I attended a lecture on Current NASA planetary exploration activities by Dr. David Williams of Arizona State University.
Went back up to the hospitality suite and got into a group discussion (with me mostly listening) that included Jacqueline Lichtenberg. Stayed there until my fellow Codex writer Eric James Stone arrived. (His web site is linked from mine.)
Eric and I decided to grab some lunch, but ran into none other than Harlan Ellison, who is the grand master this year. Scott Card is right, anyone who spends five minutes in a room with Ellison has a story. Eric has a new name (how can you discard a name given by Ellison, even by accident?) and I have some of Ellison's DNA on a water bottle.
And, for Scott D: I have photographic evidence to prove I am at least an inch taller than Ellison. he is such a giant in so many other ways that I'm just thrilled to have finally met the man.
Sunday, April 30, 2006
Tuesday, April 04, 2006
Monday, March 27, 2006
My girls both won blue ribbons in the band instrument evaluation fo rthe local school district.
Most notable is that my son has a new attitude about playing trumpet. He was very resistant, and I gave him an ultimatum an hour before we left for his lesson back in February. He was whining and screaming and throwing a world-class tantrum. His ultimatum was this: Pick up the horn and play something, anything, befor your lesson otherwise you are finished playing trumpet. Five minutes before we left for what I thought would be his last lesson, he played a C scale. I took him aside and asked him if this means he was going to have a new commitment to playing. He said yes, and has practiced pretty much every day since. His teacher notices a vast improvement, and the boy's emboucher muscles are much stronger. He's playing notes much higher than he's played before, and it has become fun for him again. I love when my instinct is right.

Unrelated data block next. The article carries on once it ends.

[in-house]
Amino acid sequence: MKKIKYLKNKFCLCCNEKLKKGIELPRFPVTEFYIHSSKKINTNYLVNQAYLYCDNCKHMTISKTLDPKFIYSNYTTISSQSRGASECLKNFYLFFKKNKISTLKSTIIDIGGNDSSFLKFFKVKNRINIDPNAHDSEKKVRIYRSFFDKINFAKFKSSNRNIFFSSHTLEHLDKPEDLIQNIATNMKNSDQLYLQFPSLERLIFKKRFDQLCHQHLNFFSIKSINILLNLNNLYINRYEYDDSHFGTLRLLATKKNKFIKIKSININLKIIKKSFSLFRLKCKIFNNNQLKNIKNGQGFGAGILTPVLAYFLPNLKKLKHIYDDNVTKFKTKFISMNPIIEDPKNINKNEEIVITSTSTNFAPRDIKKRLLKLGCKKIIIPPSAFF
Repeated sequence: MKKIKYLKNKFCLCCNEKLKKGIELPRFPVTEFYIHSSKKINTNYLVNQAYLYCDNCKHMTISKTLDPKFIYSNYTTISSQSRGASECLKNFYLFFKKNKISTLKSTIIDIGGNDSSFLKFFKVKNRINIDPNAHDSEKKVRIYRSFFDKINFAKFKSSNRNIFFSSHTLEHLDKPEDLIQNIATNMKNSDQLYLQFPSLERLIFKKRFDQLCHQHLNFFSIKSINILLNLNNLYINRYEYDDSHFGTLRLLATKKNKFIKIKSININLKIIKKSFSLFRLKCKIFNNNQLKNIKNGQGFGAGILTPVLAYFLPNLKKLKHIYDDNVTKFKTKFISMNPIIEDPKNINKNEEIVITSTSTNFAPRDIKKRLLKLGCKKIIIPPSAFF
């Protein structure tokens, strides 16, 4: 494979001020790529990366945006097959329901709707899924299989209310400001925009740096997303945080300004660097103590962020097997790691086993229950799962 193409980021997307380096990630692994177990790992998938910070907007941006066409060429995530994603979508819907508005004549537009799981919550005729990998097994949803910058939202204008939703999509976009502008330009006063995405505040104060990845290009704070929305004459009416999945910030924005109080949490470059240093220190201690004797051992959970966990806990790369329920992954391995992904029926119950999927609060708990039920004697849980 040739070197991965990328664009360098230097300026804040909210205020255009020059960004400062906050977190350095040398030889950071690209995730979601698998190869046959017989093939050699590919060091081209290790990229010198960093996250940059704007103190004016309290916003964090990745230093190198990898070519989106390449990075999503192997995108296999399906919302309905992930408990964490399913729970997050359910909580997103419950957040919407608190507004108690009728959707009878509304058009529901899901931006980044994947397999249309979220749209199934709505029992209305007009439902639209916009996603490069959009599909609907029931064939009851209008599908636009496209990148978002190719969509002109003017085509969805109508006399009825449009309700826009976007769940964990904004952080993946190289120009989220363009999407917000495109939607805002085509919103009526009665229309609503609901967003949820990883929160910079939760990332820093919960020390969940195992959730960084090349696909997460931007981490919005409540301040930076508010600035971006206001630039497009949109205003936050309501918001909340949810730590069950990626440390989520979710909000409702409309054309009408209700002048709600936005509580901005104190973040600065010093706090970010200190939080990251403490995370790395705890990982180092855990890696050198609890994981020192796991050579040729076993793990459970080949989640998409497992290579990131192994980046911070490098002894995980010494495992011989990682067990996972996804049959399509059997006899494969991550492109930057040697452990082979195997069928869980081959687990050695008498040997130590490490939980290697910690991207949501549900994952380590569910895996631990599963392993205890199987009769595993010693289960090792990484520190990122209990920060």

The notices for the 2006 Q1 Writers of the Future contest started going out recently. I haven't heard anything yet. I think this story is likely to fare better than the last, but I dont think it's good enough to be a finalist. The story is too linear and predictible. I mailed another one for Q2 a few days ago that I think has an even better chance.
Saturday, January 28, 2006
The flow of traffic on Loop 101 in the north valley, including the Scottsdale stretch, was upwards of 80 MPH. this is the flow, not the people zooming past.
They turned the system on this past monday and had something like 7000 photos taken on the first day, with numbers significantly decreased over the following days. There are only warnings mailed right now, but tickets will be mailed starting Feb 22.